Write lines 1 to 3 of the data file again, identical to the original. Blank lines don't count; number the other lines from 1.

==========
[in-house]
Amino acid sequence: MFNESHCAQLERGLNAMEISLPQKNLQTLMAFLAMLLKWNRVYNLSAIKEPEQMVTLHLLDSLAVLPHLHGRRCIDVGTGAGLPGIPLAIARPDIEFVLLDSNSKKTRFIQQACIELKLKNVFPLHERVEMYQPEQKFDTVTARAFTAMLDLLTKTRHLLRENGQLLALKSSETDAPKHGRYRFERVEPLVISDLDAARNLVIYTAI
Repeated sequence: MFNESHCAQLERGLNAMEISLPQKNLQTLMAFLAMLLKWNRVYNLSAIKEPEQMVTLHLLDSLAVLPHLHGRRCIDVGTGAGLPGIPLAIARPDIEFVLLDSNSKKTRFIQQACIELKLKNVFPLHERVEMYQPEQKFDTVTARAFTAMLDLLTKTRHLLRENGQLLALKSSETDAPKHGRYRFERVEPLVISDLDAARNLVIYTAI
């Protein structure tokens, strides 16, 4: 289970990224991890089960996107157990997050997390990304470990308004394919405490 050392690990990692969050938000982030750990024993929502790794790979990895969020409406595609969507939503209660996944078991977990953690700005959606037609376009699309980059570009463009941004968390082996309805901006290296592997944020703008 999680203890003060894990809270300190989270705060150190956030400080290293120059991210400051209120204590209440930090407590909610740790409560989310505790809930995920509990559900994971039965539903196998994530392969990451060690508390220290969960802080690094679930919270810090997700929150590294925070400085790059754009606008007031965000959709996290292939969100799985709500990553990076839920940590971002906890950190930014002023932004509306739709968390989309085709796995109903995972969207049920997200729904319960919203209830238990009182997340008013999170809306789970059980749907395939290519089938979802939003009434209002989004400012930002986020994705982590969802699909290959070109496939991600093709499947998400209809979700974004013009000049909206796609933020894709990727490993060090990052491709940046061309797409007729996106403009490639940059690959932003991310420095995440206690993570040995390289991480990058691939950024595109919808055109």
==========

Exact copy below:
[in-house]
Amino acid sequence: MFNESHCAQLERGLNAMEISLPQKNLQTLMAFLAMLLKWNRVYNLSAIKEPEQMVTLHLLDSLAVLPHLHGRRCIDVGTGAGLPGIPLAIARPDIEFVLLDSNSKKTRFIQQACIELKLKNVFPLHERVEMYQPEQKFDTVTARAFTAMLDLLTKTRHLLRENGQLLALKSSETDAPKHGRYRFERVEPLVISDLDAARNLVIYTAI
Repeated sequence: MFNESHCAQLERGLNAMEISLPQKNLQTLMAFLAMLLKWNRVYNLSAIKEPEQMVTLHLLDSLAVLPHLHGRRCIDVGTGAGLPGIPLAIARPDIEFVLLDSNSKKTRFIQQACIELKLKNVFPLHERVEMYQPEQKFDTVTARAFTAMLDLLTKTRHLLRENGQLLALKSSETDAPKHGRYRFERVEPLVISDLDAARNLVIYTAI